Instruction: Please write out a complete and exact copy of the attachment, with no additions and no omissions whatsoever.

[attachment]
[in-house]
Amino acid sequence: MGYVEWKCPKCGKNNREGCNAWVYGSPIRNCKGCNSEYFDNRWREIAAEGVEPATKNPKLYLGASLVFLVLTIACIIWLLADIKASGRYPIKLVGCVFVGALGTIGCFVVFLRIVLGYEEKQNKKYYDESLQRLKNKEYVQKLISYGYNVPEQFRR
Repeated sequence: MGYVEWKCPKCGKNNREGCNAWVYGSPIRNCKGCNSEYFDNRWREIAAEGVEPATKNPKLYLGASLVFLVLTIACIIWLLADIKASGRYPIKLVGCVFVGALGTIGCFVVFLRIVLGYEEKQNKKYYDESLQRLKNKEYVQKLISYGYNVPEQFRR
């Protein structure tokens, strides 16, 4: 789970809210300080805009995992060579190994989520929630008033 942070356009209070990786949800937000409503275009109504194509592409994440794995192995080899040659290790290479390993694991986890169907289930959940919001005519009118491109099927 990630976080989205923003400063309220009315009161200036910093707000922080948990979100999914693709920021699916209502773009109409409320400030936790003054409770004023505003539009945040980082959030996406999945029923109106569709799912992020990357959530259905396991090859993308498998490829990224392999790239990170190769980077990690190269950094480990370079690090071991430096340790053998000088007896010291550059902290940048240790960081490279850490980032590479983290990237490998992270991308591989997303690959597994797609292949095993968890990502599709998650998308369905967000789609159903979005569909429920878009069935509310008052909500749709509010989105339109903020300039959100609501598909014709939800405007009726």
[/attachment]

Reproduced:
[in-house]
Amino acid sequence: MGYVEWKCPKCGKNNREGCNAWVYGSPIRNCKGCNSEYFDNRWREIAAEGVEPATKNPKLYLGASLVFLVLTIACIIWLLADIKASGRYPIKLVGCVFVGALGTIGCFVVFLRIVLGYEEKQNKKYYDESLQRLKNKEYVQKLISYGYNVPEQFRR
Repeated sequence: MGYVEWKCPKCGKNNREGCNAWVYGSPIRNCKGCNSEYFDNRWREIAAEGVEPATKNPKLYLGASLVFLVLTIACIIWLLADIKASGRYPIKLVGCVFVGALGTIGCFVVFLRIVLGYEEKQNKKYYDESLQRLKNKEYVQKLISYGYNVPEQFRR
């Protein structure tokens, strides 16, 4: 789970809210300080805009995992060579190994989520929630008033 942070356009209070990786949800937000409503275009109504194509592409994440794995192995080899040659290790290479390993694991986890169907289930959940919001005519009118491109099927 990630976080989205923003400063309220009315009161200036910093707000922080948990979100999914693709920021699916209502773009109409409320400030936790003054409770004023505003539009945040980082959030996406999945029923109106569709799912992020990357959530259905396991090859993308498998490829990224392999790239990170190769980077990690190269950094480990370079690090071991430096340790053998000088007896010291550059902290940048240790960081490279850490980032590479983290990237490998992270991308591989997303690959597994797609292949095993968890990502599709998650998308369905967000789609159903979005569909429920878009069935509310008052909500749709509010989105339109903020300039959100609501598909014709939800405007009726």